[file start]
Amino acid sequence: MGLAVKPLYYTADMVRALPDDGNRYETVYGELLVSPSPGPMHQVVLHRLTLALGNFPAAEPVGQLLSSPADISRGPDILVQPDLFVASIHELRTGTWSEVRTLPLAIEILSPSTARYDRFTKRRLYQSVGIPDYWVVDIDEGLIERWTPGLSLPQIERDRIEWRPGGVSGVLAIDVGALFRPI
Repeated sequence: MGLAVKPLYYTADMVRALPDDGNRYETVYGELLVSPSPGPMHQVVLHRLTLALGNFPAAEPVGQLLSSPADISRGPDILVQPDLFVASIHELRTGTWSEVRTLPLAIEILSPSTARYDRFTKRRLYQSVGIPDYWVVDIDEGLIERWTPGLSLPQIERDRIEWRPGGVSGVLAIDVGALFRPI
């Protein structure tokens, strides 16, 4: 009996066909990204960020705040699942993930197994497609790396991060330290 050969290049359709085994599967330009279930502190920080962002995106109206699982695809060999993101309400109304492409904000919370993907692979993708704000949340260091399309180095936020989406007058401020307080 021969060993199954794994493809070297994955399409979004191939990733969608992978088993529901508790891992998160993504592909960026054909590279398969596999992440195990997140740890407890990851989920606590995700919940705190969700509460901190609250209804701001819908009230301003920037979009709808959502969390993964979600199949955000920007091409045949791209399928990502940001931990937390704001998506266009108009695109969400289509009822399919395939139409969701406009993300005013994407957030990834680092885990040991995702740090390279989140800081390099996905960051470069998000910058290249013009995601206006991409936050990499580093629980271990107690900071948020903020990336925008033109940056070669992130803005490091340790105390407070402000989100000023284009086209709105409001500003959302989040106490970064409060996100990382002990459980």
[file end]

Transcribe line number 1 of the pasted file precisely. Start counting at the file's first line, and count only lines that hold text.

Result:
Amino acid sequence: MGLAVKPLYYTADMVRALPDDGNRYETVYGELLVSPSPGPMHQVVLHRLTLALGNFPAAEPVGQLLSSPADISRGPDILVQPDLFVASIHELRTGTWSEVRTLPLAIEILSPSTARYDRFTKRRLYQSVGIPDYWVVDIDEGLIERWTPGLSLPQIERDRIEWRPGGVSGVLAIDVGALFRPI